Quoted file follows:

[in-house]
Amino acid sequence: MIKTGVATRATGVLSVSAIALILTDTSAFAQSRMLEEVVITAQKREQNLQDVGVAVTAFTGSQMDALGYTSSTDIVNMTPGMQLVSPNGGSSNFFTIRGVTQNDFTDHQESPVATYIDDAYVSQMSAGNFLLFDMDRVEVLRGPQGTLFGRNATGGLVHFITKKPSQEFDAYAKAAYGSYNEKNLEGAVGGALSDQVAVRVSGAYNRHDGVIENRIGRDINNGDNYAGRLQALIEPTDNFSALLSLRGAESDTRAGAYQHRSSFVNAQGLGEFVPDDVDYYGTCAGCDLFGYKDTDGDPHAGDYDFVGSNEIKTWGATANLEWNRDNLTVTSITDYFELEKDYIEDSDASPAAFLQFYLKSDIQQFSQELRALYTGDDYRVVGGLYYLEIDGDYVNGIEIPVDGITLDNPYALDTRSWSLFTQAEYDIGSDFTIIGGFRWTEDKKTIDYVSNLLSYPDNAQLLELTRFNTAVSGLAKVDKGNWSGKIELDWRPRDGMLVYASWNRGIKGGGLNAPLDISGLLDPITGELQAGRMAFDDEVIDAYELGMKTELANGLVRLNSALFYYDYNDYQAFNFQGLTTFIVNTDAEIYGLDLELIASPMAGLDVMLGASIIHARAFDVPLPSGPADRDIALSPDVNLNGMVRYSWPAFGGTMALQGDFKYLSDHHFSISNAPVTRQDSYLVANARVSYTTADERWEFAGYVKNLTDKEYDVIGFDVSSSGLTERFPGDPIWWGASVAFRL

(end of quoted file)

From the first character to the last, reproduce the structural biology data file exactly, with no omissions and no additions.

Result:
[in-house]
Amino acid sequence: MIKTGVATRATGVLSVSAIALILTDTSAFAQSRMLEEVVITAQKREQNLQDVGVAVTAFTGSQMDALGYTSSTDIVNMTPGMQLVSPNGGSSNFFTIRGVTQNDFTDHQESPVATYIDDAYVSQMSAGNFLLFDMDRVEVLRGPQGTLFGRNATGGLVHFITKKPSQEFDAYAKAAYGSYNEKNLEGAVGGALSDQVAVRVSGAYNRHDGVIENRIGRDINNGDNYAGRLQALIEPTDNFSALLSLRGAESDTRAGAYQHRSSFVNAQGLGEFVPDDVDYYGTCAGCDLFGYKDTDGDPHAGDYDFVGSNEIKTWGATANLEWNRDNLTVTSITDYFELEKDYIEDSDASPAAFLQFYLKSDIQQFSQELRALYTGDDYRVVGGLYYLEIDGDYVNGIEIPVDGITLDNPYALDTRSWSLFTQAEYDIGSDFTIIGGFRWTEDKKTIDYVSNLLSYPDNAQLLELTRFNTAVSGLAKVDKGNWSGKIELDWRPRDGMLVYASWNRGIKGGGLNAPLDISGLLDPITGELQAGRMAFDDEVIDAYELGMKTELANGLVRLNSALFYYDYNDYQAFNFQGLTTFIVNTDAEIYGLDLELIASPMAGLDVMLGASIIHARAFDVPLPSGPADRDIALSPDVNLNGMVRYSWPAFGGTMALQGDFKYLSDHHFSISNAPVTRQDSYLVANARVSYTTADERWEFAGYVKNLTDKEYDVIGFDVSSSGLTERFPGDPIWWGASVAFRL